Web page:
Saline Vienon

This is Saline Vienon. Her name is pronounced similarly to the Canadian singer who also has a Vegas show. But yes, you’re also supposed to be thinking of salt and dying. Also, Ms. Vienon doesn’t have children and didn’t marry her much older manager. She’s on her own – no agents, no major record label – and quite successful. As you can see, Saline is on a world tour. She doesn’t have many material possessions. All her revenue from performing and touring go to causes that involve the less fortunate and blindly swift-footed. I found her in transit this morning, with a passing storm still weighing down the sky. She looked a little sad. I asked what the matter was and she said BYU canceled her campus concerts. The Honor Code cited her for immodesty. She was being a bad example, this was no place for her kind of role model, etc. We agreed that the institution should have told her not to come long before the day she arrived in Provo. It would have saved her a lot of time, and definitely a lot of mucus. She was on the steps of the northwest entrance of the bookstore, trying not to cry. I reassuringly tapped her little shell. We sat and talked for a little while until she cheered up, and Ms. Vienon kindly granted permission for me to take her picture. I ignored people’s stares as I kneeled close to her to get these shots.  Then I tossed her into a pan and sautéed her in a buttery garlic sauce.* Excellent. Best experience of my life.

*I picked her up and set her gently in some nearby brush. She thanked me, and we went our separate ways. No salt, no dying. No stomach pumping. No calls to PETA.

Little Thought

Today I was thinking what else to pack for my trip to Australia. I then remembered that I should call Becky’s mom to ask what she needs me to bring along to give to Becky. I was imagining myself on the phone, then I envisioned Ms. Bonnie in my apartment, giving me whatever she needed to give me. Then when I visualized giving her a great big hug, I started to cry. I can’t quite grasp how hard it must be to have a child across the world. Thank goodness for Skype. But still, my heart broke a little. There’s no doubt I miss Becky, but I don’t think I can miss Becky the way Becky’s mom misses Becky.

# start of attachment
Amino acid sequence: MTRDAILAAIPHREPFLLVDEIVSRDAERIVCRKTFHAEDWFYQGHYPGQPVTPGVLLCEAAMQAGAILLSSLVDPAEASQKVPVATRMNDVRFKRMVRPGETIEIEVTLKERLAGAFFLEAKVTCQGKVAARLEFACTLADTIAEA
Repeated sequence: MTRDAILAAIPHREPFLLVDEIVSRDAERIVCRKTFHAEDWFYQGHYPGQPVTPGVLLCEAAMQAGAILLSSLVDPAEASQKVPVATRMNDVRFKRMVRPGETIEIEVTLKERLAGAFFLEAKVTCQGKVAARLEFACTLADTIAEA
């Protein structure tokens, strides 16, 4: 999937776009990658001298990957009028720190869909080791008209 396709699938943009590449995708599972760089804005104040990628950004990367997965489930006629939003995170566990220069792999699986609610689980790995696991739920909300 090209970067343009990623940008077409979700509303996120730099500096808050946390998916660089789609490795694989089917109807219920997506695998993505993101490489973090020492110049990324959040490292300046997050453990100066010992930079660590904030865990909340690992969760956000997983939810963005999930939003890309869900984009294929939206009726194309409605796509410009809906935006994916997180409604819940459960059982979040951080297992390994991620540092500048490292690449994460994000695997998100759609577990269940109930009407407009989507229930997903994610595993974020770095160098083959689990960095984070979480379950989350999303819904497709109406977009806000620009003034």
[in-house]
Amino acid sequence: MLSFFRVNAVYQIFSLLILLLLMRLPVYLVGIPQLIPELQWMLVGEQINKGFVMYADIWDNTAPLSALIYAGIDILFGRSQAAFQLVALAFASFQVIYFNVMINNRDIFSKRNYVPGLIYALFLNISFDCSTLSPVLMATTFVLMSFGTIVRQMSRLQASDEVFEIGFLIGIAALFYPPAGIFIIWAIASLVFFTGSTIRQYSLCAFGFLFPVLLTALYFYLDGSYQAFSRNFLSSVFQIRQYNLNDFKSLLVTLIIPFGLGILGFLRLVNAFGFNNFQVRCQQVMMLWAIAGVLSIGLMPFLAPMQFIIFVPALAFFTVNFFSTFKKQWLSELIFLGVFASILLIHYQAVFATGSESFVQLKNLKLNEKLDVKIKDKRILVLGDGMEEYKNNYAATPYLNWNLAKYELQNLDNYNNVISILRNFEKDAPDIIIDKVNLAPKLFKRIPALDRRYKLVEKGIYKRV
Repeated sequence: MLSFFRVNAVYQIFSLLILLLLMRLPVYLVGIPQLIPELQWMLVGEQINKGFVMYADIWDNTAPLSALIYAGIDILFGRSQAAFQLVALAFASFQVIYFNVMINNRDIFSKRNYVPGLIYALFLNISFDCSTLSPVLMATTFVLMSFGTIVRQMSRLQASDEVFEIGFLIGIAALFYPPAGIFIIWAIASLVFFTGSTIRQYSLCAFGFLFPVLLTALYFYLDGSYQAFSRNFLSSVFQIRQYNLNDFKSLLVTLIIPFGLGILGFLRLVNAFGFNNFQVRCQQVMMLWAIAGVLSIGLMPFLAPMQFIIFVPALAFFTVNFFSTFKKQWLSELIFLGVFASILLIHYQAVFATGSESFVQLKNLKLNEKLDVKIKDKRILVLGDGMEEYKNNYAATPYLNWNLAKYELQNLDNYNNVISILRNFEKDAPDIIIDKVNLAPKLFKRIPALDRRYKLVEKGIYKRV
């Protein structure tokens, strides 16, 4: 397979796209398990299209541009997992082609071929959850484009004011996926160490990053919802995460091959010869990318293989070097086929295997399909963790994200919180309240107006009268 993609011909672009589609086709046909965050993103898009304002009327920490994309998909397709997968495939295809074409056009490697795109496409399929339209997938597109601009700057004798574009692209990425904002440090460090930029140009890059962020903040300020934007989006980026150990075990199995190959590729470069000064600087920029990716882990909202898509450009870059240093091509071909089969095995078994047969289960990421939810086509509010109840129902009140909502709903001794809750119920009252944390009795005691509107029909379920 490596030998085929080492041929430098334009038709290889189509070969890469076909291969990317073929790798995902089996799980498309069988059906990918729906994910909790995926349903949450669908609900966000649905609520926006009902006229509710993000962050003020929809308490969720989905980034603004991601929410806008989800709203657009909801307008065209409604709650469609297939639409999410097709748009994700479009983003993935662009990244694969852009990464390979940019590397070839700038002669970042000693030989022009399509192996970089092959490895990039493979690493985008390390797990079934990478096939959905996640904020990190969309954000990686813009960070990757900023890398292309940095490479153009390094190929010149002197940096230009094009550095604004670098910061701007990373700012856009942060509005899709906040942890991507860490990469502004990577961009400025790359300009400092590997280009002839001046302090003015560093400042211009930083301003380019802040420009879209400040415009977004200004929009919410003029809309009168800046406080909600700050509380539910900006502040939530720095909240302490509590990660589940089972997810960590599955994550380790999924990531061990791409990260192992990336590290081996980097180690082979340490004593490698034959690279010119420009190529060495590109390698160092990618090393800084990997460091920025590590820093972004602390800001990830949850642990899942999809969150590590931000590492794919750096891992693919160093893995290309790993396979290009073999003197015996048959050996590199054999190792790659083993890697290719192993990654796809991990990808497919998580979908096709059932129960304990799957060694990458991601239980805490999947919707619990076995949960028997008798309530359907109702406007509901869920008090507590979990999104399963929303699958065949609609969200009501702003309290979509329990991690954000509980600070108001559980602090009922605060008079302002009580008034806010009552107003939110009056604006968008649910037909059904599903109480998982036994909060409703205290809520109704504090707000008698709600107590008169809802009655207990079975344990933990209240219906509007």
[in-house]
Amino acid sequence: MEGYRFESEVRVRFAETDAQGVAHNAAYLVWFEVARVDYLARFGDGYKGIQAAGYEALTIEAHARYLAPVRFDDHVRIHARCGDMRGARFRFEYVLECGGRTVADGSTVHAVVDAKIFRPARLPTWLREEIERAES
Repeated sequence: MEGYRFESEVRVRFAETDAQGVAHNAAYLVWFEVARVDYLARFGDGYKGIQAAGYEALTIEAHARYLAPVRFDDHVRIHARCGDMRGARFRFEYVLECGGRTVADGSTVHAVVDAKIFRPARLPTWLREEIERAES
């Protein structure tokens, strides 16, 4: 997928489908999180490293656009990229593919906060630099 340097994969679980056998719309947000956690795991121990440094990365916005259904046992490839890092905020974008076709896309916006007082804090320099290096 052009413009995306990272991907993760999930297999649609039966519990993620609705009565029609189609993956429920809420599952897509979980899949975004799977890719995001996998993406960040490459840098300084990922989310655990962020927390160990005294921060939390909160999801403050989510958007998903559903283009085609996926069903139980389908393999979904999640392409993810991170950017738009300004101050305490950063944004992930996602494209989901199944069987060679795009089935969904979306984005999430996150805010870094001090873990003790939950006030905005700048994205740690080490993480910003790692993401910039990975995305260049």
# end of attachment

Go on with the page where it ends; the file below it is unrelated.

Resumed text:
I’m grateful for the perspective.

I Like Liz

Yesterday, I was looking through my blog stats to see who have come to visit. Sometimes the links are from blogs whose authors I  know. When I saw the link for Liz’s blog, it occurred to me how cool she is. She’s a nurse working in DC. She’s a world traveler. She’s a humanitarian. She’s funny and spunky and thoughtful. She’s not too tall. I get the impression she’s somewhat of a romantic. When she introduces herself, it’s “Elizabeth” as she extends her hand. For some reason I really like that. She sort of rocks a pair of aviator sunglasses. We share similar opinions on the friends we keep, and we hold in very high esteem our mutual friends. I’ve only been able to hang out with her a couple of times, which is why it sometimes surprises me that she reads this blog. This also allows me to forgive her for the time we happened to attend the same temple session but then she seemed to jet at the very end. I looked for her everywhere. She said later it looked like I was praying. I guess I can’t blame her for leaving. If it looked like I was praying, and if prayers can go on for hours or days at a time, if I were her, I would have left and gotten myself a falafel sandwich. I don’t know if she got a falafel sandwich, but she was all the wiser for leaving. My side of the story is that I was in between meditation and sleep. Honestly, I was too tired to string words together in the form of a prayer inside my head, so yeah, I defaulted to meditative semi-consciousness. I opened my eyes a few minutes later and headed to the Lower East Side to meet up with her and a few others for some famous blueberry pancakes at the Clinton Street Bakery. I was relieved we didn’t lose each other. I wouldn’t feel that way if I didn’t like her so much. Seems I’m pretty dang lucky I feel that way.